After 18 years — that’s a full college freshman, in matriculating terms — Purchase College President Thomas J. Schwarz is stepping down from his role as leader of the artistically inclined local university.
While he’ll still be sticking around to help shepherd several major campus projects that have been launched under his tenure, we knew we wanted to sit down and conduct our own exit interview with Schwarz to discuss his tenure and the future of Purchase (and to see if we could get him to sign our yearbook.)
When you first came to Purchase College during the 2001-2002 term, the school was in the midst of a financial crisis — endowments were down to about $35 million — and both students and administrators were a bit disenchanted with school operations.
What was it like walking into that situation?
That part didn’t really bother me. I wanted something that I felt my aptitude and history could be useful for. When I became mayor [of Ocean Beach, NY in 1978] I defeated a guy who had been a 22-year incumbent; the village had a lot of issues.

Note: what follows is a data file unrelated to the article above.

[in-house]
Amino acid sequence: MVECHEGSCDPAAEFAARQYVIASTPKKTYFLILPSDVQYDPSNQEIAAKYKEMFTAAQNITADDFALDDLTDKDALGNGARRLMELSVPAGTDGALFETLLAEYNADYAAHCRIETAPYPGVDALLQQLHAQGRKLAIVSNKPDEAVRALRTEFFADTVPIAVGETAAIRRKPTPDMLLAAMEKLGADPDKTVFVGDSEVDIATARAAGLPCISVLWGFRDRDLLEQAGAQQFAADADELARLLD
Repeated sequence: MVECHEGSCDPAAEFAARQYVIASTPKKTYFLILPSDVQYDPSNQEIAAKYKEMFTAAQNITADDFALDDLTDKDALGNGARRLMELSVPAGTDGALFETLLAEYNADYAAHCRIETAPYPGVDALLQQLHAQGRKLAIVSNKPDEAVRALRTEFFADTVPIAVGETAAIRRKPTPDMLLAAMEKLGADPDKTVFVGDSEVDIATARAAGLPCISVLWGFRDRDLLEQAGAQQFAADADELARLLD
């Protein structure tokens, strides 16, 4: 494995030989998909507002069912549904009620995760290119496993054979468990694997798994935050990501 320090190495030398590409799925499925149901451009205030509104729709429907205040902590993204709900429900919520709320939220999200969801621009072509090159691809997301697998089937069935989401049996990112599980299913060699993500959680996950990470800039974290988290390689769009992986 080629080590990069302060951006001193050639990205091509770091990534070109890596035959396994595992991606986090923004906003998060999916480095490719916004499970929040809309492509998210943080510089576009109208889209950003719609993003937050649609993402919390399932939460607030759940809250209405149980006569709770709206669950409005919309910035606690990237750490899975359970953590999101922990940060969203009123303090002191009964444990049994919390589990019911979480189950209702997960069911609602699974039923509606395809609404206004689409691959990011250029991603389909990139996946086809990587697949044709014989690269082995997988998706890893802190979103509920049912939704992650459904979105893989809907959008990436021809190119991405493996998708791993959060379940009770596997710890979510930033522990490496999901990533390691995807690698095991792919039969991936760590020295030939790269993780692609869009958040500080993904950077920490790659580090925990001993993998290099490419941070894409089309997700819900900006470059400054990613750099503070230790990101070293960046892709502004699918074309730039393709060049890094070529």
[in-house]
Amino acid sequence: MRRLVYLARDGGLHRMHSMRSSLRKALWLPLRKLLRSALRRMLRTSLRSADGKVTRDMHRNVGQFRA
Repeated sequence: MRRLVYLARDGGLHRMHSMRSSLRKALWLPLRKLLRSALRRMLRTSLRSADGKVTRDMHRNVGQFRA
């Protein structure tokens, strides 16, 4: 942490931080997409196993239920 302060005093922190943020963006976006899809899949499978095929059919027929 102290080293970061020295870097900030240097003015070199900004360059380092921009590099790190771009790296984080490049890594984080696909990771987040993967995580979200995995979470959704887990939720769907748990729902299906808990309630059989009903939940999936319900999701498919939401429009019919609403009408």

It took me a while to understand what happened, why it had happened, so I sort of cleaned house. We put the normal kind of rules in place… The college had a $5 million deficit and had it been private it would probably have gone through at least a reorganization or bankruptcy. Money was just leaking out.
We only have one job here, which is to educate and graduate our students, and they were graduating roughly 30% in four years. That was because they were leaving [for other bachelor’s/master’s programs elsewhere]. I think probably one of the best things that we did was I said, “Well, why are the 30% staying and who are they?” so we did this very deep analysis.
What we found was they were the typical Purchase students: Whether they wanted to study biology or music they are interested in the arts as well, so we completely revamped our hiring and our admissions program. We went after students who would succeed here, so we’ve effectively almost doubled our graduation rates.
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Also, physically, it was a wreck. The mall… the tiles were falling apart — you couldn’t walk without tripping — there was sand, it was all being washed away. It was a mess; the roofs leaked. We’re now one of the more solvent instructions in the system. I think the college has gained the respect of a lot of people. I think we’re looked on as a very well-run institution.
Can you tell us a little about those major renovations and new construction projects you’ve presided over and how they relate to your environmental goals for Purchase?